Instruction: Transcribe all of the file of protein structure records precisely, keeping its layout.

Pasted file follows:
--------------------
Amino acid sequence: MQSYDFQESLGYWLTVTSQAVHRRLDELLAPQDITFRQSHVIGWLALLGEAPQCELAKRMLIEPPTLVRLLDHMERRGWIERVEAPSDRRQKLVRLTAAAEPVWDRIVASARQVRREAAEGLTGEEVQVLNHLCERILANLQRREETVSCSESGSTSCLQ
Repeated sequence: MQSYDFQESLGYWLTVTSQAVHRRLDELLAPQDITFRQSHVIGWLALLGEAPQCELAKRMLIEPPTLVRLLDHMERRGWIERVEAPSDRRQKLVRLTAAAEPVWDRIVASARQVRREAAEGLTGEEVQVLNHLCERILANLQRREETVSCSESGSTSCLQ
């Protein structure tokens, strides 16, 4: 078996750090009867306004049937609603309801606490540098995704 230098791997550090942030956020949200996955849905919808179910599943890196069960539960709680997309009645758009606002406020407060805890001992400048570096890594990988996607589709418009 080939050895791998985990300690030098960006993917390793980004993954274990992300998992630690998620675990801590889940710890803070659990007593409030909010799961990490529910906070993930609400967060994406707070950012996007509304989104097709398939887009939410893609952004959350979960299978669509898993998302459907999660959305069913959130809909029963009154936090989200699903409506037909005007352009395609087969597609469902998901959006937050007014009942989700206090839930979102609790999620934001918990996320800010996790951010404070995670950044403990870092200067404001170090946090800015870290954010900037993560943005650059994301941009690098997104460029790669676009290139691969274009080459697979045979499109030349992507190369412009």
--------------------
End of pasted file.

Amino acid sequence: MQSYDFQESLGYWLTVTSQAVHRRLDELLAPQDITFRQSHVIGWLALLGEAPQCELAKRMLIEPPTLVRLLDHMERRGWIERVEAPSDRRQKLVRLTAAAEPVWDRIVASARQVRREAAEGLTGEEVQVLNHLCERILANLQRREETVSCSESGSTSCLQ
Repeated sequence: MQSYDFQESLGYWLTVTSQAVHRRLDELLAPQDITFRQSHVIGWLALLGEAPQCELAKRMLIEPPTLVRLLDHMERRGWIERVEAPSDRRQKLVRLTAAAEPVWDRIVASARQVRREAAEGLTGEEVQVLNHLCERILANLQRREETVSCSESGSTSCLQ
């Protein structure tokens, strides 16, 4: 078996750090009867306004049937609603309801606490540098995704 230098791997550090942030956020949200996955849905919808179910599943890196069960539960709680997309009645758009606002406020407060805890001992400048570096890594990988996607589709418009 080939050895791998985990300690030098960006993917390793980004993954274990992300998992630690998620675990801590889940710890803070659990007593409030909010799961990490529910906070993930609400967060994406707070950012996007509304989104097709398939887009939410893609952004959350979960299978669509898993998302459907999660959305069913959130809909029963009154936090989200699903409506037909005007352009395609087969597609469902998901959006937050007014009942989700206090839930979102609790999620934001918990996320800010996790951010404070995670950044403990870092200067404001170090946090800015870290954010900037993560943005650059994301941009690098997104460029790669676009290139691969274009080459697979045979499109030349992507190369412009």